7. Gorton, Gary & Schmid, Frank A., 2000. "Universal banking and the performance of German firms," Journal of Financial Economics, Elsevier, vol. 58(1-2), pages 29-80.
    Full references (including those not matched with items on IDEAS)

    Citations

    Citations are extracted by the CitEc Project, subscribe to its RSS feed for this item.
    as


    Cited by:

    1. M. Florio, 1998. "Economic Theory, Russia and the Fading "Washington Consensus"," Departmental Working Papers 1998-08, Department of Economics, Management and Quantitative Methods at Università degli Studi di Milano.
    2. Cerasi, Vittoria & Daltung, Sonja, 2000. "The optimal size of a bank: Costs and benefits of diversification," European Economic Review, Elsevier, vol. 44(9), pages 1701-1726, October.
    3. Massimo Florio & R. LUCCHETTI & F. QUAGLIA, 1998. "Grandi e piccole imprese nel Centro-Nord e nel Mezzogiorno: un modello empirico dell'impatto occupazionale nel lungo periodo," Departmental Working Papers 1998-02, Department of Economics, Management and Quantitative Methods at Università degli Studi di Milano.
    4. Massimo Florio & Anna Giunta, 1998. "Planning Contracts in Southern Italy, 1986-1997: a Prelimary Evaluation," Departmental Working Papers 1998-04, Department of Economics, Management and Quantitative Methods at Università degli Studi di Milano.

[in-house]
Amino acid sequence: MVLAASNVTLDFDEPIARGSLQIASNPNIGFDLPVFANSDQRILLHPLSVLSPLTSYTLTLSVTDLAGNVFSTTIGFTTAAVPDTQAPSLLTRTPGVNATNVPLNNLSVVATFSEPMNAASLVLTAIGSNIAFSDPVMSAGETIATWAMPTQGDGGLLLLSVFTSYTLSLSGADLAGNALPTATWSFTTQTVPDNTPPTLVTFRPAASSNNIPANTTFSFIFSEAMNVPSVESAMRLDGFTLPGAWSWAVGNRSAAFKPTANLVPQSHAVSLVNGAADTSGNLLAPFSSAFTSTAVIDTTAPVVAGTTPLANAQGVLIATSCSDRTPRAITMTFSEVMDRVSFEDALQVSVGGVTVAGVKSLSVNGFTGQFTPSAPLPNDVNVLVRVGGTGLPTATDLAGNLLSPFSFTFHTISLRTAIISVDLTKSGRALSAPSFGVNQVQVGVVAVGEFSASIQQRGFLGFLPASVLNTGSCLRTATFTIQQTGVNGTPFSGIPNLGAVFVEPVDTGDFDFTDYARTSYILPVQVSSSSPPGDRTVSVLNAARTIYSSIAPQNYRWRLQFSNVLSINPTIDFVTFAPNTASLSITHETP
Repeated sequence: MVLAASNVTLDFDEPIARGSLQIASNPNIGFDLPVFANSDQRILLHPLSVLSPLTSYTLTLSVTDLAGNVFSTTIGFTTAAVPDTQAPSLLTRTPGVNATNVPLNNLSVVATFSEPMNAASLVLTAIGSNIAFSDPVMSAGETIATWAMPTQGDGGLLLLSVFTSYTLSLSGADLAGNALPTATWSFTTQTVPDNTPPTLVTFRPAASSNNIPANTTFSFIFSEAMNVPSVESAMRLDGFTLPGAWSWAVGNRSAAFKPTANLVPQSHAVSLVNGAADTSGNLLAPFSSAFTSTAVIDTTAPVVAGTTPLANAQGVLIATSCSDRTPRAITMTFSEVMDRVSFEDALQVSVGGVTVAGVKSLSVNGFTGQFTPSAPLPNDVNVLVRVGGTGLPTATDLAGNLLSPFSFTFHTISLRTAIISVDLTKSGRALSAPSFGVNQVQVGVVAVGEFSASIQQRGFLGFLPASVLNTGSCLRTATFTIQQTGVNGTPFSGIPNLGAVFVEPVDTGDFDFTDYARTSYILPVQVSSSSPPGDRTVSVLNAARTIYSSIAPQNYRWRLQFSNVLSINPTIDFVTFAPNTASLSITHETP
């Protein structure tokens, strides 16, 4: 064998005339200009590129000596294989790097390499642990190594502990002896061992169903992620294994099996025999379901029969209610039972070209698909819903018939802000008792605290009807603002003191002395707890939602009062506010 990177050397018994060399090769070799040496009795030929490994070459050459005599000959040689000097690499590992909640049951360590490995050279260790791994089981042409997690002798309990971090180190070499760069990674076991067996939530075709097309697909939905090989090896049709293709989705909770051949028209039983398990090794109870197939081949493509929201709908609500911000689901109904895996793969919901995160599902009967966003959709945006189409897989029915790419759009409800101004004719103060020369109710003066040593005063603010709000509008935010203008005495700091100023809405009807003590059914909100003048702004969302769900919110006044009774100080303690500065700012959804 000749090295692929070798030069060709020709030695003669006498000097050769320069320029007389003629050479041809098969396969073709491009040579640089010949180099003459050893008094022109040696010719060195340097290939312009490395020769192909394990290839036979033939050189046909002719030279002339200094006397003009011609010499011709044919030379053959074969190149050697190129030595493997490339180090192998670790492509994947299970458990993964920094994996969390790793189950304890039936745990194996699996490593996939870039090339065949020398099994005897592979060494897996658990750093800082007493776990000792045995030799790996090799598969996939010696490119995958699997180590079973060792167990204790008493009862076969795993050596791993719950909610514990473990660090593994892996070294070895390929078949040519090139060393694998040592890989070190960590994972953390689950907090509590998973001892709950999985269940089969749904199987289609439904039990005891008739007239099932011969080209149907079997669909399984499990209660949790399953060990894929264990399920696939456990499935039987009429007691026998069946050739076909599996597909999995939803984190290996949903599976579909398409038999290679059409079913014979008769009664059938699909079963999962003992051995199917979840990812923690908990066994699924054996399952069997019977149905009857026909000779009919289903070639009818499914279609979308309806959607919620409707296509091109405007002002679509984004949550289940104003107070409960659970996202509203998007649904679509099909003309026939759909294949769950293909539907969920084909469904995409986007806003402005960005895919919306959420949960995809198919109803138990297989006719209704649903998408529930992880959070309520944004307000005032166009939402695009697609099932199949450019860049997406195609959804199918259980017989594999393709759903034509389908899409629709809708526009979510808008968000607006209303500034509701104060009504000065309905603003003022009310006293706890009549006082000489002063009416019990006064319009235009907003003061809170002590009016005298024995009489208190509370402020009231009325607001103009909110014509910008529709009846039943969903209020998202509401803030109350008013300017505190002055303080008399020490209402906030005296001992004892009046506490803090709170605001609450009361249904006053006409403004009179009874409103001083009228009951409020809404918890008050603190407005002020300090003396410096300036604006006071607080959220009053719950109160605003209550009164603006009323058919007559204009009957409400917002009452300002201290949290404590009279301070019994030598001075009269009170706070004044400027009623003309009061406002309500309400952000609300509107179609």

5. Giuseppe Bognetti, 1999. "Nuove forme di gestione dei servizi pubblici," Departmental Working Papers 1999-04, Department of Economics, Management and Quantitative Methods at Università degli Studi di Milano.

    More about this item

    Statistics

    Access and download statistics

    Corrections

    All material on this site has been provided by the respective publishers and authors. You can help correct errors and omissions. When requesting a correction, please mention this item's handle: RePEc:eee:reecon:v:52:y:1998:i:3:p:233-253. See general information about how to correct material in RePEc.

    For technical questions regarding this item, or to correct its authors, title, abstract, bibliographic or download information, contact: (Dana Niculescu). General contact details of provider: http://www.elsevier.com/locate/inca/622941 .

    If you have authored this item and are not yet registered with RePEc, we encourage you to do it here. This allows to link your profile to this item. It also allows you to accept potential citations to this item that we are uncertain about.

    If CitEc recognized a reference but did not link an item in RePEc to it, you can help with this form .

    If you know of missing items citing this one, you can help us creating those links by adding the relevant references in the same way as above, for each refering item. If you are a registered author of this item, you may also want to check the "citations" tab in your RePEc Author Service profile, as there may be some citations waiting for confirmation.

    Please note that corrections may take a couple of weeks to filter through the various RePEc services.

    IDEAS is a RePEc service hosted by the Research Division of the Federal Reserve Bank of St. Louis . RePEc uses bibliographic data supplied by the respective publishers.